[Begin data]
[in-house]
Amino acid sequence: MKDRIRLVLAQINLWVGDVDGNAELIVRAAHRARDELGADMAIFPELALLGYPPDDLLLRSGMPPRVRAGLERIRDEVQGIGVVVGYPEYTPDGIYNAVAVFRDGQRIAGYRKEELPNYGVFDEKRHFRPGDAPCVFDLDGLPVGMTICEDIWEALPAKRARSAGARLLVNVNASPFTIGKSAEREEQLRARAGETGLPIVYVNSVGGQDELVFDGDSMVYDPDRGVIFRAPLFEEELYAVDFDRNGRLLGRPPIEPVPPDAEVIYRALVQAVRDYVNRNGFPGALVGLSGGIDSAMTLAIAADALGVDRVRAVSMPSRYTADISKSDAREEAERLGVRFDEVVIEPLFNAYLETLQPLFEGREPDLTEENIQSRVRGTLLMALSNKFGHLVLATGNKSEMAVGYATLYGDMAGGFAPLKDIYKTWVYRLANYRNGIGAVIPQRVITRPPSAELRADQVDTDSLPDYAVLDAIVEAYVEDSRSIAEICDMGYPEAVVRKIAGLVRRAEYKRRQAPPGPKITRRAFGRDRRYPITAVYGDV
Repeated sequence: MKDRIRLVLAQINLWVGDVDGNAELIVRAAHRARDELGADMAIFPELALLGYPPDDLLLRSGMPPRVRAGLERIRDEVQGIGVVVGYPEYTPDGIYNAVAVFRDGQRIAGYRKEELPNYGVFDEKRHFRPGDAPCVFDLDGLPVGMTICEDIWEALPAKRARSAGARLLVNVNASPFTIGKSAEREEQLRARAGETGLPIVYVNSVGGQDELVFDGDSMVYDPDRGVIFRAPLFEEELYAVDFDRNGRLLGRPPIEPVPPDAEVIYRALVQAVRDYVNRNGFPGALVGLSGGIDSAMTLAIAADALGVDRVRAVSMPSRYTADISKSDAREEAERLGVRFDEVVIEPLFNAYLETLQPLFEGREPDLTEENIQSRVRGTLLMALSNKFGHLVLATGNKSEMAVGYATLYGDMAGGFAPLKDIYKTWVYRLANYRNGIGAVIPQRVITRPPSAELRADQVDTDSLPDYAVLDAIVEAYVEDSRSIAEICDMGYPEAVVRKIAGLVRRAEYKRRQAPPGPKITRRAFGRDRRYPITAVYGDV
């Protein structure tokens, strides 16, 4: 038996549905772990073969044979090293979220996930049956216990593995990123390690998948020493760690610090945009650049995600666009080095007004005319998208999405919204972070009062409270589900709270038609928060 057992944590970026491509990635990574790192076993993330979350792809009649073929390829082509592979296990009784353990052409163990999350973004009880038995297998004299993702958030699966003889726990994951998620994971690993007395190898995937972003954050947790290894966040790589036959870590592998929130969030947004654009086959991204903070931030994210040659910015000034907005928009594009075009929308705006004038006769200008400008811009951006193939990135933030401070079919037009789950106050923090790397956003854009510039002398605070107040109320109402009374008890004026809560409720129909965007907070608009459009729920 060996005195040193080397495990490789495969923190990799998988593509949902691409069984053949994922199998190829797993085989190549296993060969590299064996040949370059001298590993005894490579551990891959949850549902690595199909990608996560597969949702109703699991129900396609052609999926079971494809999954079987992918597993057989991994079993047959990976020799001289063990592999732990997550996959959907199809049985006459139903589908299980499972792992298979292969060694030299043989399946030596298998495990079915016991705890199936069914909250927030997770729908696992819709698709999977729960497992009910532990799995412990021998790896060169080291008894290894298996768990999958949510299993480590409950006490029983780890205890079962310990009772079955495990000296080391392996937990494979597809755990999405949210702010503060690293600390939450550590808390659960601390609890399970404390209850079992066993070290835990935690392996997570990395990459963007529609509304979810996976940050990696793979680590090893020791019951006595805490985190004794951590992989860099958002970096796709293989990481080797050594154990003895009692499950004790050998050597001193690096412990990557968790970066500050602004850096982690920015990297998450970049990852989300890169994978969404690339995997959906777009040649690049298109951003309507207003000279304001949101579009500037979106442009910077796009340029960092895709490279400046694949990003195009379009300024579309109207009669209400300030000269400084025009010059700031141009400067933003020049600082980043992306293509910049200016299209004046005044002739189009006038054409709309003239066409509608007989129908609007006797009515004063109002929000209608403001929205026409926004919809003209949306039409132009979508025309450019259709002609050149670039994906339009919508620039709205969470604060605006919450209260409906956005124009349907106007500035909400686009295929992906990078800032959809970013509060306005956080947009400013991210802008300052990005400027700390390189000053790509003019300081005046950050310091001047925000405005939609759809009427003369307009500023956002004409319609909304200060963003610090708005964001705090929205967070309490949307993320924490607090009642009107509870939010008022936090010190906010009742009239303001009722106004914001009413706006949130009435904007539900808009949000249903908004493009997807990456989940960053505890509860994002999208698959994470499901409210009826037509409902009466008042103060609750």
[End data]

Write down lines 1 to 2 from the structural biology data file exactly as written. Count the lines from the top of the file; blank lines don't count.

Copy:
[in-house]
Amino acid sequence: MKDRIRLVLAQINLWVGDVDGNAELIVRAAHRARDELGADMAIFPELALLGYPPDDLLLRSGMPPRVRAGLERIRDEVQGIGVVVGYPEYTPDGIYNAVAVFRDGQRIAGYRKEELPNYGVFDEKRHFRPGDAPCVFDLDGLPVGMTICEDIWEALPAKRARSAGARLLVNVNASPFTIGKSAEREEQLRARAGETGLPIVYVNSVGGQDELVFDGDSMVYDPDRGVIFRAPLFEEELYAVDFDRNGRLLGRPPIEPVPPDAEVIYRALVQAVRDYVNRNGFPGALVGLSGGIDSAMTLAIAADALGVDRVRAVSMPSRYTADISKSDAREEAERLGVRFDEVVIEPLFNAYLETLQPLFEGREPDLTEENIQSRVRGTLLMALSNKFGHLVLATGNKSEMAVGYATLYGDMAGGFAPLKDIYKTWVYRLANYRNGIGAVIPQRVITRPPSAELRADQVDTDSLPDYAVLDAIVEAYVEDSRSIAEICDMGYPEAVVRKIAGLVRRAEYKRRQAPPGPKITRRAFGRDRRYPITAVYGDV